USA 2017

How to check the weather for the eclipse – and make a Plan B

You need to avoid cloudy weather at all costs, so here’s how to find clear skies

The peak of the total solar eclipse – Totality – is a magical sight, but it’s only visible in clear skies. Here’s how to check the weather for where you will be on Monday to see the eclipse. If you’re inside the Path of Totality and it’s predicted to be cloudy where you will be, we can’t stress enough how important it is for you to make a Plan B and carry it out – and NOW, not on Monday morning!

Here’s where to get eclipse weather forecasts

1 – National Weather Service 2017 Solar Eclipse: this is the one we’ll be looking at – you can get a 7-day forecast for any place in the U.S., but it has the Path of Totality marked upon it.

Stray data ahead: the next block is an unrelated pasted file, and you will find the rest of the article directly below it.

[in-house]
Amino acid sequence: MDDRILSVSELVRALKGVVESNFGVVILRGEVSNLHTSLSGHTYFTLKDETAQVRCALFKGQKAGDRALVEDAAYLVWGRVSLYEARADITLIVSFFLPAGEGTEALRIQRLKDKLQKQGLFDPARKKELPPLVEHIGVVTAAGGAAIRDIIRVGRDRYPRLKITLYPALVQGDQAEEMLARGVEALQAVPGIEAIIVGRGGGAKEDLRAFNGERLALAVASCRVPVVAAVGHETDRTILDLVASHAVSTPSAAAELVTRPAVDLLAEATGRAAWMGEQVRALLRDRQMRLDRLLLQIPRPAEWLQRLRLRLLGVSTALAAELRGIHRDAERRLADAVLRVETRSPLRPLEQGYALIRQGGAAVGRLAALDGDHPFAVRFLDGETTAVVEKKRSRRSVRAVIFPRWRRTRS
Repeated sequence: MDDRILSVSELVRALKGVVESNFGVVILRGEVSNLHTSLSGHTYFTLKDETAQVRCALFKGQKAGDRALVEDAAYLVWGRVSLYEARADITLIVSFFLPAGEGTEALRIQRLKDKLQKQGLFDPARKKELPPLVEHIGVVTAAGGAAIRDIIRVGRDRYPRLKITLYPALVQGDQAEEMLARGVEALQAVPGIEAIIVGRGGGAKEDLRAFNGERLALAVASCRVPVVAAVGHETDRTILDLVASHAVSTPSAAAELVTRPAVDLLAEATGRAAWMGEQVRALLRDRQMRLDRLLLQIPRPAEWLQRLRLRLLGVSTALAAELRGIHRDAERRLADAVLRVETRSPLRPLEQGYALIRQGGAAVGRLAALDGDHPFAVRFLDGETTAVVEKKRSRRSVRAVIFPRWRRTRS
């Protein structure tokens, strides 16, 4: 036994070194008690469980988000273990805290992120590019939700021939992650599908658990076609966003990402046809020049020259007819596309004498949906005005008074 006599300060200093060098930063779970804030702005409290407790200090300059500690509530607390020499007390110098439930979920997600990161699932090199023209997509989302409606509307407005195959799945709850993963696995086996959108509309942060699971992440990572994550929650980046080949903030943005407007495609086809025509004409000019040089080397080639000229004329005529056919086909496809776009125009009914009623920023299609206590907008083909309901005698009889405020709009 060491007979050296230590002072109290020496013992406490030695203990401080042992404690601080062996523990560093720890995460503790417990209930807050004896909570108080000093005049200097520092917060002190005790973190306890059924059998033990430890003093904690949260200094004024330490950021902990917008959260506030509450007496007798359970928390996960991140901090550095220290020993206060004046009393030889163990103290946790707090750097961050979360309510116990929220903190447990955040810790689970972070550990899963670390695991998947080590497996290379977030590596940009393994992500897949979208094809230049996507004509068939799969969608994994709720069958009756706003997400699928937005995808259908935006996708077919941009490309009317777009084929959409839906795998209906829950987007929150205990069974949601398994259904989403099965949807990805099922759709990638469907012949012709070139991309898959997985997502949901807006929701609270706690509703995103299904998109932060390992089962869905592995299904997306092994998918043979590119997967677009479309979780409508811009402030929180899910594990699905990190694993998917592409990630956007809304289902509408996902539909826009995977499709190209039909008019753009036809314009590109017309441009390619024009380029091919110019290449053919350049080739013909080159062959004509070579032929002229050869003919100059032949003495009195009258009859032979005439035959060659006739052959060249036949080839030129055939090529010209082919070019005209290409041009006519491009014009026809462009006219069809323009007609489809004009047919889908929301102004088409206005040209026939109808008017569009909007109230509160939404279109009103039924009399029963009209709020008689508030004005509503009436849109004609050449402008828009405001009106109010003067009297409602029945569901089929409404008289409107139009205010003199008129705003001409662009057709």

2 – Accuweather – punch in your location for a forecast. The radar page is handy

3 – The Weather Channel – watch online via phone/tablet for in-depth eclipse forecasts.


How to react to this information

1 – Is it predicted to be cloudy tomorrow where you are? If yes, you need to move NOW and NOT tomorrow morning.

2 – Spend some time looking on the above sources for a cloud-free location along the eclipse path. Make a decision and GO NOW.

3 – Get a full tank of gas and enough provisions (food, water) for 24 hours.

4 – Try to find a campsite, and get a passenger to call ahead while you drive.


How to find a last-minute campsite

1 – Check the USA Eclipse 2017 Camping & RV Guide

2 – Check HipCamp (many of these are first-come-first-served)

3 – Check here for info on dispersed/primitive camping in National Forests or Bureau of Land Management (BLM) areas


Paid $1,000 per night for a hotel and it’s cloudy? Tough luck – you need to move to clear skies. Your family will probably resist attempts to drive somewhere random and sleep in the car. MAKE THEM DO IT.

Good luck!
USA Eclipse Camping & RV Guide for August 21, 2017Check out our ebook: USA Eclipse 2017 Camping & RV Guide: More than 100 festivals, campsites & RV Parks for the Total Solar Eclipse of August 21, 2017